I’ve visited and written about the region on many occasions. In fact, I spent time with the first openly LGBT organization in Beirut, writing about lesbian women in Jordan and the oppression in Egypt, among other topics.
I know the people on both sides well. I was embraced in Beirut and spit on in Jerusalem.
I was at Creating Change to speak about my just-published memoir, which speaks of my numerous arrests and nickel rides fighting for social justice. In many of the cities on my book tour, a young LGBT person asks, “What can we do today to create activism?” So I appreciate many in that crowd at the protest were there wanting to do something.
Unfortunately, they weren’t given the facts. They were misled into what became an ugly, anti-Semitic rally.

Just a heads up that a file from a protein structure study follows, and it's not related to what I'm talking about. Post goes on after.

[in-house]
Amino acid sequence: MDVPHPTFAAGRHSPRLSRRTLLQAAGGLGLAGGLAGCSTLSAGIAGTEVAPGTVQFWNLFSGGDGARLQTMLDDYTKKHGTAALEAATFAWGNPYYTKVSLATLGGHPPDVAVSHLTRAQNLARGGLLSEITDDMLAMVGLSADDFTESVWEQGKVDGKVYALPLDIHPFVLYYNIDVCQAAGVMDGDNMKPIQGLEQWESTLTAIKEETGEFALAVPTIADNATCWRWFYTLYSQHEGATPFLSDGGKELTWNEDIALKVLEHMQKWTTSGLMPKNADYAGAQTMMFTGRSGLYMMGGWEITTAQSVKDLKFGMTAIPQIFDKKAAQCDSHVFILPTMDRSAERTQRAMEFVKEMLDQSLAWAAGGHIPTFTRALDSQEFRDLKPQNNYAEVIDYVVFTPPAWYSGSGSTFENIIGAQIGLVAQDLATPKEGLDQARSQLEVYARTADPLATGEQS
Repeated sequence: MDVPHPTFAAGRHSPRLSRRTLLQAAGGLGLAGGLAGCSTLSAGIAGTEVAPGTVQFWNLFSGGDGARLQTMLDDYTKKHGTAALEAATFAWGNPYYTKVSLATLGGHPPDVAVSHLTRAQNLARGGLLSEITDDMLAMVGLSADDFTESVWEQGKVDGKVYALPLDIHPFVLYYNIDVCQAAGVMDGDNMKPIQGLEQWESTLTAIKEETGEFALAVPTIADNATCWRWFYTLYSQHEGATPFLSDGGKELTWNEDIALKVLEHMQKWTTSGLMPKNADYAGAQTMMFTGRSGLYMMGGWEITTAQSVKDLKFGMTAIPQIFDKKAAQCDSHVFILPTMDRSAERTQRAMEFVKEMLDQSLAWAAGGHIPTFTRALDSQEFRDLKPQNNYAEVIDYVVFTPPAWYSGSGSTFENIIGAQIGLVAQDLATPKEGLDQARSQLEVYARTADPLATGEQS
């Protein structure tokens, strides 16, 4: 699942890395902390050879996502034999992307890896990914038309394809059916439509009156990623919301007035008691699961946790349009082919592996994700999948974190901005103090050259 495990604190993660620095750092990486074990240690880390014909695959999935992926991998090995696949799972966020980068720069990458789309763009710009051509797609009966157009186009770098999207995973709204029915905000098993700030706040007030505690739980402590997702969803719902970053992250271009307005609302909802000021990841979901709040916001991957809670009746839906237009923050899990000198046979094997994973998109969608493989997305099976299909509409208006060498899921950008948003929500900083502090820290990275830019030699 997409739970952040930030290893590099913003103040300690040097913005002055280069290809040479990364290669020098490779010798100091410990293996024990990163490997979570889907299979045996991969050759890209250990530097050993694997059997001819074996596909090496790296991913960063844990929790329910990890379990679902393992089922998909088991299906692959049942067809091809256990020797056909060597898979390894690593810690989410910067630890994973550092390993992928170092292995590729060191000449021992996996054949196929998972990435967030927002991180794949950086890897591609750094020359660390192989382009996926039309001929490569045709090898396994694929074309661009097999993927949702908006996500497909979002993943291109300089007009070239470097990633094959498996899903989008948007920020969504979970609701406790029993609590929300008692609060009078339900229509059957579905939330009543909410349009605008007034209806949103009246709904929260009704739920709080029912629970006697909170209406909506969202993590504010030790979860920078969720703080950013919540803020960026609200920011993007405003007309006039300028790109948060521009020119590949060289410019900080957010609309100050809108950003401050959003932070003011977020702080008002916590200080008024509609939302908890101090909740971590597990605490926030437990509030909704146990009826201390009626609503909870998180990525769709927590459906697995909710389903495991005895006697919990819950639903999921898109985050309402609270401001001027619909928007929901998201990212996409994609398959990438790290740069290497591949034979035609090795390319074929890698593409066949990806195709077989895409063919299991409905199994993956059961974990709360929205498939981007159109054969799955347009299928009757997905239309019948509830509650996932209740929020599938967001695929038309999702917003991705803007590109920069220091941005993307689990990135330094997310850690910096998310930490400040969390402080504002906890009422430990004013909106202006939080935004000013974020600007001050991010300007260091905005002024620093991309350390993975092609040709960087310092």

The first question we should ask protest organizers is this: If you’re suggesting a boycott of Israel because of non-LGBT issues, why not speak out about Palestine’s anti-gay laws? Why not explain that many LGBT people have had to escape anti-gay violence in Palestine?
If you were fair, the position should be boycott both, but instead you single out one. And that one place you single out has become a safe haven for LGBT Palestinians.
That is anti-Semitism, with a dose of self-hatred. Supporting those who wish LGBT people — us — dead is the definition of self-hatred.
The next question to ask protesters is even simpler: Why are you not protesting the anti-LGBT position of the Palestinian state? Do you approve of the draconian laws of Putin’s Russia, or those of Uganda? Palestine is equally as anti-gay — if not moreso — as those countries.